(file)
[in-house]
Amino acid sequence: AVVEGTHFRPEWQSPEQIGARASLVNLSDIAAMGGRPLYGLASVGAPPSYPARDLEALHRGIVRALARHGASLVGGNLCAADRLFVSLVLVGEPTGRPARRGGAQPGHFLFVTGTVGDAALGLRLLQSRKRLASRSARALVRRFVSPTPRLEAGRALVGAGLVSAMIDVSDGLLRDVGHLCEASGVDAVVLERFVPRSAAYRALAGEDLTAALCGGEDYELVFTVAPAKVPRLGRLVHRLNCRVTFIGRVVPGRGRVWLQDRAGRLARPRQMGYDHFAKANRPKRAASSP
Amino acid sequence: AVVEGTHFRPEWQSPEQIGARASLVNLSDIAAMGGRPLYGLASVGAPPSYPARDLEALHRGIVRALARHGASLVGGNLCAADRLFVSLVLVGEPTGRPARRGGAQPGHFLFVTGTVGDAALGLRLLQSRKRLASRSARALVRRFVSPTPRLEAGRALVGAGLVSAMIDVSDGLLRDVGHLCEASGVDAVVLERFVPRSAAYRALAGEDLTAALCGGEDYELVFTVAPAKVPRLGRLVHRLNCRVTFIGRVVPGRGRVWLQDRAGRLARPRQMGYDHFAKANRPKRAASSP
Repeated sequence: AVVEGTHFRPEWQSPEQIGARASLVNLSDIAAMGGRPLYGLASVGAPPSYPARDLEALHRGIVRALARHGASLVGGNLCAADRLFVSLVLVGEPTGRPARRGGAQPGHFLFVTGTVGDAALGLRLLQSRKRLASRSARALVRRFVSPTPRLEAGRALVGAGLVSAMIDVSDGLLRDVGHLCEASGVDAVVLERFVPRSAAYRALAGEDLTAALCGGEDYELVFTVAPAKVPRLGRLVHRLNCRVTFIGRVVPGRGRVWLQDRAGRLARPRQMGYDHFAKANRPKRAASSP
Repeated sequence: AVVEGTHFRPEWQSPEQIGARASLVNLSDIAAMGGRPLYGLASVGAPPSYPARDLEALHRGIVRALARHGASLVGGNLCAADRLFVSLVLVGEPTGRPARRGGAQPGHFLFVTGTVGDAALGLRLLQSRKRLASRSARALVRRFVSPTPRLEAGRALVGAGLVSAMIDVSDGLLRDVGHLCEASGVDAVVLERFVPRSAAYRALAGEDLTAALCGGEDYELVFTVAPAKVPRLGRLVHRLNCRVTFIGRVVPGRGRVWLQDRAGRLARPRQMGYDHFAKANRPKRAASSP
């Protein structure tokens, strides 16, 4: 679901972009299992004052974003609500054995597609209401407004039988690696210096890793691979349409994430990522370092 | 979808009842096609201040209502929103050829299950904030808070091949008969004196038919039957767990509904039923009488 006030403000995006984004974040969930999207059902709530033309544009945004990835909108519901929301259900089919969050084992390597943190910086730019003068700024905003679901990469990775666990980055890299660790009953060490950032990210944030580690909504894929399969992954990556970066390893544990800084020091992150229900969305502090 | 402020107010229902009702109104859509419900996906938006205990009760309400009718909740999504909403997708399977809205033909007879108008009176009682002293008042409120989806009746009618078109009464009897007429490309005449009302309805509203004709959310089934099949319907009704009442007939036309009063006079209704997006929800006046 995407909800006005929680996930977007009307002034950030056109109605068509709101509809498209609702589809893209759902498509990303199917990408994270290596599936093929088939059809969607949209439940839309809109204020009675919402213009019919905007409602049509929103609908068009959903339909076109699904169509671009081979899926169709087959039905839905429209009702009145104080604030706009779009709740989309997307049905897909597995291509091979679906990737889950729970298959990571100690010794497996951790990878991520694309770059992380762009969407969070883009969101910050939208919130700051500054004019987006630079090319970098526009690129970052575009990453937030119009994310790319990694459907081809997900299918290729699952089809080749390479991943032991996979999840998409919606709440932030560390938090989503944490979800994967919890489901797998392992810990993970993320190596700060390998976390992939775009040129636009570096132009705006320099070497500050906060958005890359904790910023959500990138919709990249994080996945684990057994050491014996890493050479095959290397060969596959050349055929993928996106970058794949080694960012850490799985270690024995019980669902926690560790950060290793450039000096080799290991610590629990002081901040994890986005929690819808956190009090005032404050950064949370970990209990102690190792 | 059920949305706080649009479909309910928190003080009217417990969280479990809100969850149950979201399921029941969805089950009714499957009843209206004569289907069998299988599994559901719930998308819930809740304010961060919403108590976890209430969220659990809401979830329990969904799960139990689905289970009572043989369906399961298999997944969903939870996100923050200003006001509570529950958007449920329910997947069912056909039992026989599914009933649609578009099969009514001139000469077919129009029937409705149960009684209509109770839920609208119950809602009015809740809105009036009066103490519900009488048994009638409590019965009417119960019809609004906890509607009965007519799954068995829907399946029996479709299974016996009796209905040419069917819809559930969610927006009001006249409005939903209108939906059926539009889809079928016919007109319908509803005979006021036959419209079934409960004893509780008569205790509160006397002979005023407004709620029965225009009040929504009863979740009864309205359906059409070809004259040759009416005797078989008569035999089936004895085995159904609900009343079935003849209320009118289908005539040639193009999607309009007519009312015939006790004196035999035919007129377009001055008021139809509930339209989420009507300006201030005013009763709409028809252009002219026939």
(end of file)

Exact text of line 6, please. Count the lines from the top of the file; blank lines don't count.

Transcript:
């Protein structure tokens, strides 16, 4: 679901972009299992004052974003609500054995597609209401407004039988690696210096890793691979349409994430990522370092 | 979808009842096609201040209502929103050829299950904030808070091949008969004196038919039957767990509904039923009488 006030403000995006984004974040969930999207059902709530033309544009945004990835909108519901929301259900089919969050084992390597943190910086730019003068700024905003679901990469990775666990980055890299660790009953060490950032990210944030580690909504894929399969992954990556970066390893544990800084020091992150229900969305502090 | 402020107010229902009702109104859509419900996906938006205990009760309400009718909740999504909403997708399977809205033909007879108008009176009682002293008042409120989806009746009618078109009464009897007429490309005449009302309805509203004709959310089934099949319907009704009442007939036309009063006079209704997006929800006046 995407909800006005929680996930977007009307002034950030056109109605068509709101509809498209609702589809893209759902498509990303199917990408994270290596599936093929088939059809969607949209439940839309809109204020009675919402213009019919905007409602049509929103609908068009959903339909076109699904169509671009081979899926169709087959039905839905429209009702009145104080604030706009779009709740989309997307049905897909597995291509091979679906990737889950729970298959990571100690010794497996951790990878991520694309770059992380762009969407969070883009969101910050939208919130700051500054004019987006630079090319970098526009690129970052575009990453937030119009994310790319990694459907081809997900299918290729699952089809080749390479991943032991996979999840998409919606709440932030560390938090989503944490979800994967919890489901797998392992810990993970993320190596700060390998976390992939775009040129636009570096132009705006320099070497500050906060958005890359904790910023959500990138919709990249994080996945684990057994050491014996890493050479095959290397060969596959050349055929993928996106970058794949080694960012850490799985270690024995019980669902926690560790950060290793450039000096080799290991610590629990002081901040994890986005929690819808956190009090005032404050950064949370970990209990102690190792 | 059920949305706080649009479909309910928190003080009217417990969280479990809100969850149950979201399921029941969805089950009714499957009843209206004569289907069998299988599994559901719930998308819930809740304010961060919403108590976890209430969220659990809401979830329990969904799960139990689905289970009572043989369906399961298999997944969903939870996100923050200003006001509570529950958007449920329910997947069912056909039992026989599914009933649609578009099969009514001139000469077919129009029937409705149960009684209509109770839920609208119950809602009015809740809105009036009066103490519900009488048994009638409590019965009417119960019809609004906890509607009965007519799954068995829907399946029996479709299974016996009796209905040419069917819809559930969610927006009001006249409005939903209108939906059926539009889809079928016919007109319908509803005979006021036959419209079934409960004893509780008569205790509160006397002979005023407004709620029965225009009040929504009863979740009864309205359906059409070809004259040759009416005797078989008569035999089936004895085995159904609900009343079935003849209320009118289908005539040639193009999607309009007519009312015939006790004196035999035919007129377009001055008021139809509930339209989420009507300006201030005013009763709409028809252009002219026939």